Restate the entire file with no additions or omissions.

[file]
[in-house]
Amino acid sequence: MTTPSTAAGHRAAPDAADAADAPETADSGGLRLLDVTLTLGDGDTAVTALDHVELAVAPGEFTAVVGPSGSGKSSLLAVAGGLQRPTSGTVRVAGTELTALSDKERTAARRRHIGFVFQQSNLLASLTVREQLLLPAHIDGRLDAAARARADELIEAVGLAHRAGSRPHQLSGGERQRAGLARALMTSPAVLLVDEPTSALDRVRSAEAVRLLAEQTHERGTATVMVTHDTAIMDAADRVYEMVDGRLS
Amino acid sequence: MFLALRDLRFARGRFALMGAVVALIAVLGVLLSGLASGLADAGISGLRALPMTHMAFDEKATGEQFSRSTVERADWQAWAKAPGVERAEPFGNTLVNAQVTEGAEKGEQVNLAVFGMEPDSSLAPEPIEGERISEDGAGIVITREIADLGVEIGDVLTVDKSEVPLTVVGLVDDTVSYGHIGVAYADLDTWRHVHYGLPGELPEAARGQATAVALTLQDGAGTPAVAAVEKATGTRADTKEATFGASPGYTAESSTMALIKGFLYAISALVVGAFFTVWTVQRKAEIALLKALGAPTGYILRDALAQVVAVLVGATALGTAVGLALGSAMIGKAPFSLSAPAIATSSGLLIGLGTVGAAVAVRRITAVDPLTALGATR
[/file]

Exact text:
[in-house]
Amino acid sequence: MTTPSTAAGHRAAPDAADAADAPETADSGGLRLLDVTLTLGDGDTAVTALDHVELAVAPGEFTAVVGPSGSGKSSLLAVAGGLQRPTSGTVRVAGTELTALSDKERTAARRRHIGFVFQQSNLLASLTVREQLLLPAHIDGRLDAAARARADELIEAVGLAHRAGSRPHQLSGGERQRAGLARALMTSPAVLLVDEPTSALDRVRSAEAVRLLAEQTHERGTATVMVTHDTAIMDAADRVYEMVDGRLS
Amino acid sequence: MFLALRDLRFARGRFALMGAVVALIAVLGVLLSGLASGLADAGISGLRALPMTHMAFDEKATGEQFSRSTVERADWQAWAKAPGVERAEPFGNTLVNAQVTEGAEKGEQVNLAVFGMEPDSSLAPEPIEGERISEDGAGIVITREIADLGVEIGDVLTVDKSEVPLTVVGLVDDTVSYGHIGVAYADLDTWRHVHYGLPGELPEAARGQATAVALTLQDGAGTPAVAAVEKATGTRADTKEATFGASPGYTAESSTMALIKGFLYAISALVVGAFFTVWTVQRKAEIALLKALGAPTGYILRDALAQVVAVLVGATALGTAVGLALGSAMIGKAPFSLSAPAIATSSGLLIGLGTVGAAVAVRRITAVDPLTALGATR